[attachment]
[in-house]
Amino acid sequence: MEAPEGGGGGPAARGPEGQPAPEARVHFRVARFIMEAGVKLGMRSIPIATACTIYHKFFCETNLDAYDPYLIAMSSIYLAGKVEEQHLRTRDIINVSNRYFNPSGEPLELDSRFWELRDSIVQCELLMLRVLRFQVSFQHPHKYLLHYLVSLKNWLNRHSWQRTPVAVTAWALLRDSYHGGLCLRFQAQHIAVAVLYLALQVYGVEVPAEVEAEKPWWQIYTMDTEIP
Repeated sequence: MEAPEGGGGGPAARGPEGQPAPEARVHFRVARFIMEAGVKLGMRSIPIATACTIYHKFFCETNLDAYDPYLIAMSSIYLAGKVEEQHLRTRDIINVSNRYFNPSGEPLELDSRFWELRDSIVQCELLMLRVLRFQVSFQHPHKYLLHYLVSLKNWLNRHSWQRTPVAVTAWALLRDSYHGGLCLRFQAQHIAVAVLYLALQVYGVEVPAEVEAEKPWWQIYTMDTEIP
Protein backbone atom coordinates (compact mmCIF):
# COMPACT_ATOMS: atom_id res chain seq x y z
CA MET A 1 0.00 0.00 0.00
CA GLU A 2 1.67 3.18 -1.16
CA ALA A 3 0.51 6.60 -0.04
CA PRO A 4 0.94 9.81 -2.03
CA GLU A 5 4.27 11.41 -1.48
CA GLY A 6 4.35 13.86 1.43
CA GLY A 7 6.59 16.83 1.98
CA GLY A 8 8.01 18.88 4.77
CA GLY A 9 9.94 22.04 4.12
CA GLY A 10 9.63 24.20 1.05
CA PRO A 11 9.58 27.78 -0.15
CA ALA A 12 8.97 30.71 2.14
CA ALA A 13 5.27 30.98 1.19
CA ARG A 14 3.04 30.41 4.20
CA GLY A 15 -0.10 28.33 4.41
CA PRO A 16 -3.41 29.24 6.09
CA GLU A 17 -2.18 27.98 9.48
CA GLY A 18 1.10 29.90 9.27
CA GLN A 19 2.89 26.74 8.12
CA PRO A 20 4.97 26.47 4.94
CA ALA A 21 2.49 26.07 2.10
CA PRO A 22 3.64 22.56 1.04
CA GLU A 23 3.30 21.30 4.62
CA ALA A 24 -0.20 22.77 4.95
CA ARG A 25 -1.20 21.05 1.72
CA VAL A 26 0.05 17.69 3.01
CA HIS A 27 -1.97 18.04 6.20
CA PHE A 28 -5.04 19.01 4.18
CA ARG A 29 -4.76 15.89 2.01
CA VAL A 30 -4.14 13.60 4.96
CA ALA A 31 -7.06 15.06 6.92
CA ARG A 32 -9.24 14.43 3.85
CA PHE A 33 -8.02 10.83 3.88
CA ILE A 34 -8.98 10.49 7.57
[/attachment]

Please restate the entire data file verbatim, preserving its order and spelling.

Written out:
[in-house]
Amino acid sequence: MEAPEGGGGGPAARGPEGQPAPEARVHFRVARFIMEAGVKLGMRSIPIATACTIYHKFFCETNLDAYDPYLIAMSSIYLAGKVEEQHLRTRDIINVSNRYFNPSGEPLELDSRFWELRDSIVQCELLMLRVLRFQVSFQHPHKYLLHYLVSLKNWLNRHSWQRTPVAVTAWALLRDSYHGGLCLRFQAQHIAVAVLYLALQVYGVEVPAEVEAEKPWWQIYTMDTEIP
Repeated sequence: MEAPEGGGGGPAARGPEGQPAPEARVHFRVARFIMEAGVKLGMRSIPIATACTIYHKFFCETNLDAYDPYLIAMSSIYLAGKVEEQHLRTRDIINVSNRYFNPSGEPLELDSRFWELRDSIVQCELLMLRVLRFQVSFQHPHKYLLHYLVSLKNWLNRHSWQRTPVAVTAWALLRDSYHGGLCLRFQAQHIAVAVLYLALQVYGVEVPAEVEAEKPWWQIYTMDTEIP
Protein backbone atom coordinates (compact mmCIF):
# COMPACT_ATOMS: atom_id res chain seq x y z
CA MET A 1 0.00 0.00 0.00
CA GLU A 2 1.67 3.18 -1.16
CA ALA A 3 0.51 6.60 -0.04
CA PRO A 4 0.94 9.81 -2.03
CA GLU A 5 4.27 11.41 -1.48
CA GLY A 6 4.35 13.86 1.43
CA GLY A 7 6.59 16.83 1.98
CA GLY A 8 8.01 18.88 4.77
CA GLY A 9 9.94 22.04 4.12
CA GLY A 10 9.63 24.20 1.05
CA PRO A 11 9.58 27.78 -0.15
CA ALA A 12 8.97 30.71 2.14
CA ALA A 13 5.27 30.98 1.19
CA ARG A 14 3.04 30.41 4.20
CA GLY A 15 -0.10 28.33 4.41
CA PRO A 16 -3.41 29.24 6.09
CA GLU A 17 -2.18 27.98 9.48
CA GLY A 18 1.10 29.90 9.27
CA GLN A 19 2.89 26.74 8.12
CA PRO A 20 4.97 26.47 4.94
CA ALA A 21 2.49 26.07 2.10
CA PRO A 22 3.64 22.56 1.04
CA GLU A 23 3.30 21.30 4.62
CA ALA A 24 -0.20 22.77 4.95
CA ARG A 25 -1.20 21.05 1.72
CA VAL A 26 0.05 17.69 3.01
CA HIS A 27 -1.97 18.04 6.20
CA PHE A 28 -5.04 19.01 4.18
CA ARG A 29 -4.76 15.89 2.01
CA VAL A 30 -4.14 13.60 4.96
CA ALA A 31 -7.06 15.06 6.92
CA ARG A 32 -9.24 14.43 3.85
CA PHE A 33 -8.02 10.83 3.88
CA ILE A 34 -8.98 10.49 7.57